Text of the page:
A dx of Aspergers usually means that there was no problem with language, but problems can still be severe.

I hope I've got this right.

So ASD and autism are used pretty much interchangably here - people tend to understand the latter one better though.

3.5 min consultation shock I hope that's a typo?

misscutandstick Tue 12-May-09 21:48:43

nope not a typo!

however he did see DS4 for about an hour or so in the previous appt - complete with my 2page booklet of concerns blush.

I too have my concerns that he hasnt observed DS4 nearly long enough to Dx ASD, but TBH i was sure that what was going on even before we stepped in his office. there was no mention of further testing, but to see him again in 6mths.

daisy5678 Tue 12-May-09 22:04:45

I think if it's clear, it's clear, I guess. I would just hope that you had some option of asking's not the type of news you can (or should) just chuck and people and then say bye!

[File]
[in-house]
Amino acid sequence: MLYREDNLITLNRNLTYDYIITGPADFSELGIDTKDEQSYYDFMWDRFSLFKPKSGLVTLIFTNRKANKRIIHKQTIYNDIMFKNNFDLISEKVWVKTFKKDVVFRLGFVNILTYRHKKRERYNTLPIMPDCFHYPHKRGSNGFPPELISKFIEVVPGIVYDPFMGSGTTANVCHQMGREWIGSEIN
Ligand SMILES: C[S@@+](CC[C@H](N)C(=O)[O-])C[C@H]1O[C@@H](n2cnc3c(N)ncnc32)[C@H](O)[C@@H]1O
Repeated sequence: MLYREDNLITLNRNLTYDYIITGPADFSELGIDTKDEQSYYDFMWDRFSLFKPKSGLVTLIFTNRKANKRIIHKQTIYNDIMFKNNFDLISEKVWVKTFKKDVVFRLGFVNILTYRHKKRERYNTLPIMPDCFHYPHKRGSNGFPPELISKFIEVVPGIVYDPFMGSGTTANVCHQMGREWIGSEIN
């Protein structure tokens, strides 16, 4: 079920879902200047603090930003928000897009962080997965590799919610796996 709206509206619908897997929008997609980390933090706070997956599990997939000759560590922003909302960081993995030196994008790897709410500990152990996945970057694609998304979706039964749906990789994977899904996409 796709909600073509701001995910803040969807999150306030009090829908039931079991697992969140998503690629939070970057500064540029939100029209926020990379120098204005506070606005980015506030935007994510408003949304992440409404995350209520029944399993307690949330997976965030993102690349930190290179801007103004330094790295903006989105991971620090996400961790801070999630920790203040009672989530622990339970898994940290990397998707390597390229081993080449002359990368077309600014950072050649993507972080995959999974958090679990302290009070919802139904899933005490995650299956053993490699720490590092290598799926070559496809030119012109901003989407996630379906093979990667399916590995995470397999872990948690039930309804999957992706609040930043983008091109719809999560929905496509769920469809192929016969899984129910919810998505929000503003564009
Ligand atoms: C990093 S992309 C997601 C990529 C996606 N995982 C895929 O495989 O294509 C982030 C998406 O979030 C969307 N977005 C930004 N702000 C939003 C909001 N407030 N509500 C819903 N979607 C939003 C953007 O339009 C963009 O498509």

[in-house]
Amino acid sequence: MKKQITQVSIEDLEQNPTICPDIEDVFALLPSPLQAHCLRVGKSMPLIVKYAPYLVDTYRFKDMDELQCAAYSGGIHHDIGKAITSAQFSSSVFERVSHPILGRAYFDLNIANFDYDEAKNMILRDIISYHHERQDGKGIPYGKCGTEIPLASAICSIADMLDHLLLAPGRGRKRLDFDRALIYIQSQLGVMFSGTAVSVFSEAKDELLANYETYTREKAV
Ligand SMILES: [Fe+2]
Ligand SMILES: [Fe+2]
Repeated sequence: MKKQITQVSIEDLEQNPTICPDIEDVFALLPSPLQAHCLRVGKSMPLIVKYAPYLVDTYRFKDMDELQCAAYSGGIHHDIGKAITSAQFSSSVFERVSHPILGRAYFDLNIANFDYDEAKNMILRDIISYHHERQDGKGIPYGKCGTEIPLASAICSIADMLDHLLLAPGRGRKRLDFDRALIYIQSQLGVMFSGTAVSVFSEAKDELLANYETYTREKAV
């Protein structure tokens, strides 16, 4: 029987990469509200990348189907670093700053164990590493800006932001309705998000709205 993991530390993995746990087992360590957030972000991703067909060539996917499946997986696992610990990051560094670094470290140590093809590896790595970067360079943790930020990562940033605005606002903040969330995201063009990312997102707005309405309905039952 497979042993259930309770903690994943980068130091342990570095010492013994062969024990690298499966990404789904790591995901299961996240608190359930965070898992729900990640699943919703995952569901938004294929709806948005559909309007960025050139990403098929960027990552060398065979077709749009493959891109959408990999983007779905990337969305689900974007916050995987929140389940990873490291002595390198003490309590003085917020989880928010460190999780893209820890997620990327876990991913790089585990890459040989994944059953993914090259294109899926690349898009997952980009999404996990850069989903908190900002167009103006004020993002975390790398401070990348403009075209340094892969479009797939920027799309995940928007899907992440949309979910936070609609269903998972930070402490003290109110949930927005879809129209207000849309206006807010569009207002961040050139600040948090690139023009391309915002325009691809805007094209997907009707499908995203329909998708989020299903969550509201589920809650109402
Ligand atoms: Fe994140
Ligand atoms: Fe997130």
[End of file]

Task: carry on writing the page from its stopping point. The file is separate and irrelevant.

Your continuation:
jasdox Tue 12-May-09 22:45:21

I must admit i am confused, initial meet the paed said ASD, last meet (last month), he said aspergers, but ds only started saying words 2y9m, his lang is much improved for someone who's only been talking 9m. but I assumed he was HFA due to lang delay. I sometimes feel people think aspergers is on the mild end of the spectrum, but it can still severe as givemeskeeporgivememech says.

TotalChaos Tue 12-May-09 23:18:24

misscutandstick - think you are best off phoning up paed or his secretary and asking what the paed meant, and whether he was using ASD and autism interchangably.

jasdox -when looking for info online I've seen different interpretations of the no significant language delay at 3 rule - some seem to think of it as meaning a child is verbal at all by 3, rather than speaking at an age appropriate level by 3.

juliaw Tue 12-May-09 23:45:12